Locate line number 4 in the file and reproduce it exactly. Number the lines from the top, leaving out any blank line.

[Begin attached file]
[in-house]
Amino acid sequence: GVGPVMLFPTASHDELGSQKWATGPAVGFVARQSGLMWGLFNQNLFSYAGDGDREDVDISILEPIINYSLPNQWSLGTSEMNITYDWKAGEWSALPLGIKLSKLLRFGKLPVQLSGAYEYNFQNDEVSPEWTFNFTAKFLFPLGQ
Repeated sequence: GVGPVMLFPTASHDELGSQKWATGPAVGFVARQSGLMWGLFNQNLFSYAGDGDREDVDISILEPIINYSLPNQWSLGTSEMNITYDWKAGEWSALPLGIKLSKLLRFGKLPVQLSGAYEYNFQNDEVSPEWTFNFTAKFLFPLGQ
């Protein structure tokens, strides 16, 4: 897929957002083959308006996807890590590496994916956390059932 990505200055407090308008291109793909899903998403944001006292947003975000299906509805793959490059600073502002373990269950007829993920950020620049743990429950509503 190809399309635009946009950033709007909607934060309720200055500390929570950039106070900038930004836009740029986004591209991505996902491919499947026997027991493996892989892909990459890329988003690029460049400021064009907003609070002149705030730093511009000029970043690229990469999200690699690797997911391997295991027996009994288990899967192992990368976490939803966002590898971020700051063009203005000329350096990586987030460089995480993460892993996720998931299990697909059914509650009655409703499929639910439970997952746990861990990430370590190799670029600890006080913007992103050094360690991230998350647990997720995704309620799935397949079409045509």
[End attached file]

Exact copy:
């Protein structure tokens, strides 16, 4: 897929957002083959308006996807890590590496994916956390059932 990505200055407090308008291109793909899903998403944001006292947003975000299906509805793959490059600073502002373990269950007829993920950020620049743990429950509503 190809399309635009946009950033709007909607934060309720200055500390929570950039106070900038930004836009740029986004591209991505996902491919499947026997027991493996892989892909990459890329988003690029460049400021064009907003609070002149705030730093511009000029970043690229990469999200690699690797997911391997295991027996009994288990899967192992990368976490939803966002590898971020700051063009203005000329350096990586987030460089995480993460892993996720998931299990697909059914509650009655409703499929639910439970997952746990861990990430370590190799670029600890006080913007992103050094360690991230998350647990997720995704309620799935397949079409045509």